Europe in 'darkest hour' since WWII: Merkel
Updated: 2011-11-15 09:58
German Chancellor and leader of Germany's conservative Christian Democratic Union (CDU) Angela Merkel attends a party meeting in Leipzig, Nov 14, 2011. Merkel said on Monday that Europe could be living through its toughest hour since World War II. [Photo/Agencies]
BERLIN - German Chancellor Angela Merkel on Monday called the ongoing debt crisis Europe's "darkest hour" since the World War II, but expressed confidence that Germany would emerge stronger.
"Europe is in one of its darkest, perhaps the darkest hour since the World War II," Merkel highlighted the seriousness of the crisis when addressing thousands of delegates at the party congress of her Christian Democratic Union (CDU) in the eastern German city of Leipzig.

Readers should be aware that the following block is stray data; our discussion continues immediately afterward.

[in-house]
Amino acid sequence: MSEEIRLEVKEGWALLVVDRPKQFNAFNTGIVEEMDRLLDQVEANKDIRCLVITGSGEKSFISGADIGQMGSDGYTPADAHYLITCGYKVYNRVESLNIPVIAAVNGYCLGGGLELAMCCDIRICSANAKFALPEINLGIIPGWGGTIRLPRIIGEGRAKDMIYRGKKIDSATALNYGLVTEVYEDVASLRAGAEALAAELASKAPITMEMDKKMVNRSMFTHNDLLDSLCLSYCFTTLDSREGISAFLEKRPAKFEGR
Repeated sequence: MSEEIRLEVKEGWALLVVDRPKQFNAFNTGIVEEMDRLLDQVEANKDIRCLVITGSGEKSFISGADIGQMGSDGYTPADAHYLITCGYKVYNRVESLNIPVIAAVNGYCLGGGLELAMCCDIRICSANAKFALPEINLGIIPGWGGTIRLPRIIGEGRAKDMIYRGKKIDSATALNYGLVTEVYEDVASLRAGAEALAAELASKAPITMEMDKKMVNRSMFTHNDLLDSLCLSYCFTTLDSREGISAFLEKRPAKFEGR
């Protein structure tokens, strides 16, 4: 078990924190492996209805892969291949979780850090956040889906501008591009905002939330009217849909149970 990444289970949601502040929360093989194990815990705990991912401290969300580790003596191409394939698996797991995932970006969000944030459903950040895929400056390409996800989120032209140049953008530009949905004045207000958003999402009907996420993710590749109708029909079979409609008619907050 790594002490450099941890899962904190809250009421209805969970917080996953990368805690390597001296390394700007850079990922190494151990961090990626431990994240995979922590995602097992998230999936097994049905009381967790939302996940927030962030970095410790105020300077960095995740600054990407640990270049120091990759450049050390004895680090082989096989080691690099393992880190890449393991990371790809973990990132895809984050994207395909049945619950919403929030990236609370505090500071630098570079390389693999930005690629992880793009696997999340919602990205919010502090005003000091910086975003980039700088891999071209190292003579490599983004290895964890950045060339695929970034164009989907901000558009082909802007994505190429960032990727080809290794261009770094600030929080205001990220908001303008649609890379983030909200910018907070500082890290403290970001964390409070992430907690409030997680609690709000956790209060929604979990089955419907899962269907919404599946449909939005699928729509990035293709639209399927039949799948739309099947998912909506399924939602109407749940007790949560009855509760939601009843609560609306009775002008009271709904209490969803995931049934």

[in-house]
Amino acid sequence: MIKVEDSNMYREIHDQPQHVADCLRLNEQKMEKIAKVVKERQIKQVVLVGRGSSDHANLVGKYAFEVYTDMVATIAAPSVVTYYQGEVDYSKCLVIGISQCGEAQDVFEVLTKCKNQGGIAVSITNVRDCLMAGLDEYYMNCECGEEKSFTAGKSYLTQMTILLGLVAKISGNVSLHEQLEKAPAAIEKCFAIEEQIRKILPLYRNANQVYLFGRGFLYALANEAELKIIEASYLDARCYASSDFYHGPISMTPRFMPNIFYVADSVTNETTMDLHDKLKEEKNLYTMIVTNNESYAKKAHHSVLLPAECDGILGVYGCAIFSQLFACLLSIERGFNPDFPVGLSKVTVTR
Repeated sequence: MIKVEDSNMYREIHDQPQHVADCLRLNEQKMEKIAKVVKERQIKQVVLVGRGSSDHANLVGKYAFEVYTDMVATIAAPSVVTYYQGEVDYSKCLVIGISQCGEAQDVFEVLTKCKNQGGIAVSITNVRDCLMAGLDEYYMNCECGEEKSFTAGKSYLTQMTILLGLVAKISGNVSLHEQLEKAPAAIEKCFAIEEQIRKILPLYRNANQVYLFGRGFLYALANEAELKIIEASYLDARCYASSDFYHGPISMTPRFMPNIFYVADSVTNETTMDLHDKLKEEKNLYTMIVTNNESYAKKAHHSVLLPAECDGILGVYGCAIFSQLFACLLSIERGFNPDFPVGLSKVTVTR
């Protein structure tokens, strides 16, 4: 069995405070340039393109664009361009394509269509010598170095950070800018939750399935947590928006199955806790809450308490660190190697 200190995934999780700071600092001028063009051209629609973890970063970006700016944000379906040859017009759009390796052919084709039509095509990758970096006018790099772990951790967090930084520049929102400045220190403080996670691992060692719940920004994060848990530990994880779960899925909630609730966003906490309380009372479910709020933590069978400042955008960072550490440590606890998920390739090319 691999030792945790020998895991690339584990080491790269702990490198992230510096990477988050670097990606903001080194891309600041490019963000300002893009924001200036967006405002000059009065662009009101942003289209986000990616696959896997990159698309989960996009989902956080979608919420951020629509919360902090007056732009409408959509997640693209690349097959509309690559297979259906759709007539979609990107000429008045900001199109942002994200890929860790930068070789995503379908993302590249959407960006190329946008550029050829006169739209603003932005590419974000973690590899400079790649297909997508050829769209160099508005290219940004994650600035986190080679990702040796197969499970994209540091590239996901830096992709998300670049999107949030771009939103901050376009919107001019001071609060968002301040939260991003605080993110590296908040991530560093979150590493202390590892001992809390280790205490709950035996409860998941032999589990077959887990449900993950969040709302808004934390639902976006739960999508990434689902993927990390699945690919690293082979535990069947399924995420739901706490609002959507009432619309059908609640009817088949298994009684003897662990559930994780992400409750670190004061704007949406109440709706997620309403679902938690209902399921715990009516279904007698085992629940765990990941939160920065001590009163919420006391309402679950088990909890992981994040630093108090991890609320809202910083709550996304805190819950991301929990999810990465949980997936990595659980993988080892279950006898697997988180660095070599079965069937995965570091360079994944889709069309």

"The euro is far more than one currency. If the euro fails, then Europe fails," she said, stressing the euro was a symbol of European unity, peace, freedom and prosperity.
"We want to prevent and we will prevent this, this is what we are working for, because it is such a huge historical project," she said.
Merkel called for responsible actions of the global financial industry.
"The economy and the financial economy must serve people and not vice versa," she said, adding that the crisis shows that people should not live permanently at the expense of the future.
But the chancellor expressed her confidence that Germany will emerge even stronger from the current crisis, as it must manage to create the condition so that Europe can get rid of the crisis as quickly as possible too.
"It's time for a breakthrough to a new Europe," she said.